Title: Record of Agarest War Zero
Published By: Aksys Games (North America) Ghostlight (PAL)
Based on: A prequel to the game Record of Agarest War
Console: Playstation 3 / XBox360 (North America Only)
Rating: This title has been classified Teen under the ESRB rating system for Alcohol Reference, Mild Fantasy Violence, Mild Language, Partial Nudity and Sexual Themes
Audio: Japanese Dubs
Region: This review was conducted on a North American version of the title. It will be making its way to PAL regions under Ghostlight very soon.
Cost: $50ish from Play-asia.com
Blurb: A prequel to the initial game that boasts a much improved gameplay system and is generally a more enjoyable game to play. The storyline still consists of visiting different spaces on a world map which can get tedious with the number of bosses there are, however it has some classic sprite character designs and detailed character portraits.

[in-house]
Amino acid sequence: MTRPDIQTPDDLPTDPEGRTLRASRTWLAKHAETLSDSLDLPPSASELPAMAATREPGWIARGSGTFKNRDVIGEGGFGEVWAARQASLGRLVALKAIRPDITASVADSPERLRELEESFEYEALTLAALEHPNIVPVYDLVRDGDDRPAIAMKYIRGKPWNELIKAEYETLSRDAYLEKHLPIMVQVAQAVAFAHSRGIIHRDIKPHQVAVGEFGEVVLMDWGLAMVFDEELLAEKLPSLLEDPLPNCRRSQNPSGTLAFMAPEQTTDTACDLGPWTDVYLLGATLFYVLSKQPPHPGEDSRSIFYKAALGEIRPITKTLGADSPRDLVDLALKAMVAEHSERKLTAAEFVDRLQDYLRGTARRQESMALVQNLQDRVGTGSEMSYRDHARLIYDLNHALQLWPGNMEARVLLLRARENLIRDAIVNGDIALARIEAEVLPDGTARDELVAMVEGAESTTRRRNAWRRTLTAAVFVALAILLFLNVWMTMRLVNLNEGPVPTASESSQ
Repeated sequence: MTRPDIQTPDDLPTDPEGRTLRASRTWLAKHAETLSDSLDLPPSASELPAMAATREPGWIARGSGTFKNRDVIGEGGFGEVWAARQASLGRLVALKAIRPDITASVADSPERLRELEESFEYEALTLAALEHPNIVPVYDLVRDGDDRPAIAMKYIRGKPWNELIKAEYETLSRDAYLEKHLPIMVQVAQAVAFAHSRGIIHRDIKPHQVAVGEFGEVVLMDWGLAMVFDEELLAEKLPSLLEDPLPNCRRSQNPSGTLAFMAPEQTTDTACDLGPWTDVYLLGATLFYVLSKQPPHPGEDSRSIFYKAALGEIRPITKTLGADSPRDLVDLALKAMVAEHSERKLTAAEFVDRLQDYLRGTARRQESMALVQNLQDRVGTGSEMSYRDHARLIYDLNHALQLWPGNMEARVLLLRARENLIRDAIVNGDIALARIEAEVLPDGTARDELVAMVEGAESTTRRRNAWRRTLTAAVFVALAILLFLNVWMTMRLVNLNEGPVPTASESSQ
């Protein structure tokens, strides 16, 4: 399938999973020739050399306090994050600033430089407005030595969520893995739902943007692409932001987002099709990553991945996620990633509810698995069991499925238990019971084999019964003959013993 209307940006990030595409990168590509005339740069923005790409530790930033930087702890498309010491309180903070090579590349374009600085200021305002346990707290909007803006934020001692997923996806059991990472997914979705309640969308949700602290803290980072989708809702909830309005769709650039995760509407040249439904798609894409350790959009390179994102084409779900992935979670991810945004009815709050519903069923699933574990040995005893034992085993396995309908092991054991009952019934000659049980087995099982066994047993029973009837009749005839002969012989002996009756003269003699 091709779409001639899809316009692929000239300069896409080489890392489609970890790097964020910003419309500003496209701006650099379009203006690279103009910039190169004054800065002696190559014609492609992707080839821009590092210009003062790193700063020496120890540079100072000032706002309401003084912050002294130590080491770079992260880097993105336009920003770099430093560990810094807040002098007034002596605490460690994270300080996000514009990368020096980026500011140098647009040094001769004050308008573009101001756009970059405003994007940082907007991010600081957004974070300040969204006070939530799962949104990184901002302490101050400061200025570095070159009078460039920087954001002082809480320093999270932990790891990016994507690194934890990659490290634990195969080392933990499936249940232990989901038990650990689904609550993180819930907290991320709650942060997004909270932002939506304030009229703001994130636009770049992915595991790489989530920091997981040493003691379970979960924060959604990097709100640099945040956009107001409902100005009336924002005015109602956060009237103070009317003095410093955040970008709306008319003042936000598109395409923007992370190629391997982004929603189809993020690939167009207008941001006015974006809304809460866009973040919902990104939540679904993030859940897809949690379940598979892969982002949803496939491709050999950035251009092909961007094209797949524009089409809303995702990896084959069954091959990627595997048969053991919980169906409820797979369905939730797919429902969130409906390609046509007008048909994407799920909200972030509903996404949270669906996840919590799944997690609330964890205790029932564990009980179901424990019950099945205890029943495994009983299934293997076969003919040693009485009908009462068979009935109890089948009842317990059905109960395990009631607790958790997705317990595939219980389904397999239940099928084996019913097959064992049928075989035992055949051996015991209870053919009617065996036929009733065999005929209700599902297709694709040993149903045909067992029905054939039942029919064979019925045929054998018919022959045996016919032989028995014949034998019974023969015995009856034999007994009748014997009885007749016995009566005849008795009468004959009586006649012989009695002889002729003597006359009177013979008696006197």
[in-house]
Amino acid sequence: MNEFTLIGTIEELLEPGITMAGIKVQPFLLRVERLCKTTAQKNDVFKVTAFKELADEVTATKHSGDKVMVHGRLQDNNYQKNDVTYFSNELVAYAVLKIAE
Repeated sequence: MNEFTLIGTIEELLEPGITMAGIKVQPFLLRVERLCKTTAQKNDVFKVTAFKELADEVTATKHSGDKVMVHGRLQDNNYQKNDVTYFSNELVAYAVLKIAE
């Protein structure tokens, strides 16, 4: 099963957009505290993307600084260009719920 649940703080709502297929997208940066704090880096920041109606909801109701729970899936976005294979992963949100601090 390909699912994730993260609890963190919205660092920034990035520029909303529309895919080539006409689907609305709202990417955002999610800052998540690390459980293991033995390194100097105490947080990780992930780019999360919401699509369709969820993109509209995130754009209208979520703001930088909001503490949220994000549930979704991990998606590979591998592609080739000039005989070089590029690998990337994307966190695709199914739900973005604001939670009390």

This is a game I received as a birthday present from myself and having only played around half of the first game, thought it might be more appropriate to start from the first chronologically in the series. There isn’t much you need to know from the first game to enjoy this thankfully, so you can start on this game if you would prefer. A word of warning, as with the first game, if you go through long enough, your perseverance will be rewarded with sexually suggestive imagery alongside mild-fanservice. So as the classification above suggests, no matter how child friendly this game may look (Err…. yeah), this is not a game for children. Okay then, I now invite you to read on for my full review of Record of Agarest War Zero.